The Hautes-Alpes vines, a “pioneer front” in the face of climate change

Par Angela Bolis

Posted on October 17, 2021 at 3:11 a.m. – Updated on October 18, 2021 at 10:51 a.m.

Delphine and Emmanuel Berteloot are Burgundians. He devoted his career to wine trading in a large house on the Côtes de Beaune. At the time of retirement, the idea sprouted to cultivate their own vineyard… in the Hautes-Alpes. Opposite their plot, the lake of Serre-Ponçon, deep blue and sparkling, and all around, the mountains. It is here that in 2019 they planted their first vines on a 5 hectare site near Embrun, at the end of a steep path, 900 meters above sea level. “It’s wonderful working here, isn’t it? “, launches Mr. Berteloot, visibly overwhelmed.

Of course, there is the landscape, but above all the climate, which is of great interest in this time of climate change. “Because of the warming, it is essential to be located at these altitudes to benefit from more freshness, and a large thermal amplitude between day and night. This makes a wine that is not too heavy, not too alcoholic… like what we tasted before ”, exposes the winemaker.

In full sun, ventilated by the wind and fed by springs, its vines seem to be delighted. “They even give too much, we had to cut bunches to be more concentrated. And I hardly need to treat them ”, Emmanuel Berteloot is astonished. The harvest is about to end there, in mid-October, more than a month after the vineyards in the south of France. They will give wines called “Le Roc” or “Altitude 880”, which draw their inspiration from Switzerland and the Alpine arc.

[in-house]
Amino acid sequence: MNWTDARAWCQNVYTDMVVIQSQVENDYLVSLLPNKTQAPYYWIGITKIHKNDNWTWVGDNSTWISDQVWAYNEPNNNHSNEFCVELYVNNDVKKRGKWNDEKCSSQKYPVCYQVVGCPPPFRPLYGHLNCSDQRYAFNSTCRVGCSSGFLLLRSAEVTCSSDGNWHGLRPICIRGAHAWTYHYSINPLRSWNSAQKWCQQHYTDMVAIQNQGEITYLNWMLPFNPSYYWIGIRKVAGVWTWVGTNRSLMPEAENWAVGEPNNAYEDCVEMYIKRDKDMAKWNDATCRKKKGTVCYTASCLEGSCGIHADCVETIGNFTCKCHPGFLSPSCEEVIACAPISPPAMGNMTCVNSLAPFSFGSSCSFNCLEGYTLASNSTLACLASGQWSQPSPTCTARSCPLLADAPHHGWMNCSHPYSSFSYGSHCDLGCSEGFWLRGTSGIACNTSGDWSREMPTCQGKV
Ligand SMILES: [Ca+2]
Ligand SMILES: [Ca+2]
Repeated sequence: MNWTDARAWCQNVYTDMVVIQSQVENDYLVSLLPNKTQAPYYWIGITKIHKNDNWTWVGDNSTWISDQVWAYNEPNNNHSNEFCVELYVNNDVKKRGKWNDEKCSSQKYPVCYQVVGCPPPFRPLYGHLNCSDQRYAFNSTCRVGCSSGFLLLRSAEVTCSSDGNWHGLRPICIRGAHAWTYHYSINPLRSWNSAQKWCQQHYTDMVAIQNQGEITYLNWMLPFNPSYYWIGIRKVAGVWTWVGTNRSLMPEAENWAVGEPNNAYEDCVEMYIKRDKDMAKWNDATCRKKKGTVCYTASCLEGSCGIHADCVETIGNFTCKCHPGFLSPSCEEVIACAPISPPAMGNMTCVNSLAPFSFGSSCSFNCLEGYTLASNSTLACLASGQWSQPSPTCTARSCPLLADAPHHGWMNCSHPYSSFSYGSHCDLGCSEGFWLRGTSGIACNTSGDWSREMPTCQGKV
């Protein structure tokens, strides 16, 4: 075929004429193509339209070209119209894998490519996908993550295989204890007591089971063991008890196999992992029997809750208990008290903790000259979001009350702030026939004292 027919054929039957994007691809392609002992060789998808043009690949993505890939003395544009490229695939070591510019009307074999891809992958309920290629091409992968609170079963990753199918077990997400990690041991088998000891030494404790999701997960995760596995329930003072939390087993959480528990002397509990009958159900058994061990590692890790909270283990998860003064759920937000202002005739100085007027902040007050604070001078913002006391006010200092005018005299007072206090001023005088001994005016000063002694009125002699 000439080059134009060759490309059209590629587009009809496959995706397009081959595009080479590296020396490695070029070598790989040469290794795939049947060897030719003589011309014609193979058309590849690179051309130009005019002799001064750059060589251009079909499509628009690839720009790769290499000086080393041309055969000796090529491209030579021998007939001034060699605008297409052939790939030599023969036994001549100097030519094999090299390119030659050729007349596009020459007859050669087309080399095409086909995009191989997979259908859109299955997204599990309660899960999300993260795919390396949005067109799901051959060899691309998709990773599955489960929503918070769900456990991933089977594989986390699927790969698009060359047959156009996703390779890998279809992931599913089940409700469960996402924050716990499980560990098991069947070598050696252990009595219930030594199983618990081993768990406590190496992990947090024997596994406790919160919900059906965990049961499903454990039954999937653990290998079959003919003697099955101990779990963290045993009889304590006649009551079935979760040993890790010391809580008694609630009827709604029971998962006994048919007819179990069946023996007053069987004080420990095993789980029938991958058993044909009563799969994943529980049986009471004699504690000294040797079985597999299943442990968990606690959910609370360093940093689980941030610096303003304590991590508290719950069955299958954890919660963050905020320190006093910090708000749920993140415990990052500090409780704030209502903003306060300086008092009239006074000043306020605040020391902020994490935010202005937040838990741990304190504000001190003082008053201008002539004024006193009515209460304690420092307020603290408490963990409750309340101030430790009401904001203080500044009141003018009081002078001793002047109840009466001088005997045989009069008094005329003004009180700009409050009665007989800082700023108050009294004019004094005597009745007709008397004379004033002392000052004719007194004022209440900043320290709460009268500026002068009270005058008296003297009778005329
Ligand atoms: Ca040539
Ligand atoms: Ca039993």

Emmanuel Bertheloot checks the health of his vines in his Mont-Guillaume estate, in the Embrunais massif (Hautes-Alpes), on September 30, 2021.
The bunches reach maturity at the Mont Guillaume domain, in the Embrunais massif (Hautes-Alpes), on September 30, 2021.

The Hautes-Alpes vineyard is the highest in France, and undoubtedly one of the smallest, with some 150 hectares. But recently, a new wind has been blowing over these tall vines. In five years, three newcomers have joined the ten or so winegrowers who have established themselves there, in addition to an older cooperative cellar. The same impression runs through them: that of being in the right place, of taking a step ahead of global warming. “It is a region of the future, in ten years, everyone will be looking to plant at these altitudes, assure M. Berteloot. Moreover, people call us regularly to inquire … “

“Experiments for the future”

At the national level, the movement is however far from being in the majority. “Climbing in altitude is still marginal in the French wine landscape. But these entrepreneurs represent a lot in terms of experiments for the future, it is a pioneering front ”, estimates Jean-Marc Touzard, research director at the National Research Institute for Agriculture, Food and the Environment (Inrae). This relocation is also one of the options considered by the Laccave program (2012-2020) on the adaptation of vines to the future climate, which the researcher co-led. Without winning the support of the wine industry: no mention is made of it in its “strategy against climate change”, submitted on August 26 to the government. “The majority option is to stay in its terroir, and to renew the grape varieties, to irrigate, or to do corrective oenology. [pour désalcooliser ou acidifier le vin], summarizes Jean-Marc Touzard. But it is also possible to relocate vines within or on the edge of the same terroir, by playing on topography and altitude. “

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The Hautes-Alpes vines, a “pioneer front” in the face of climate change

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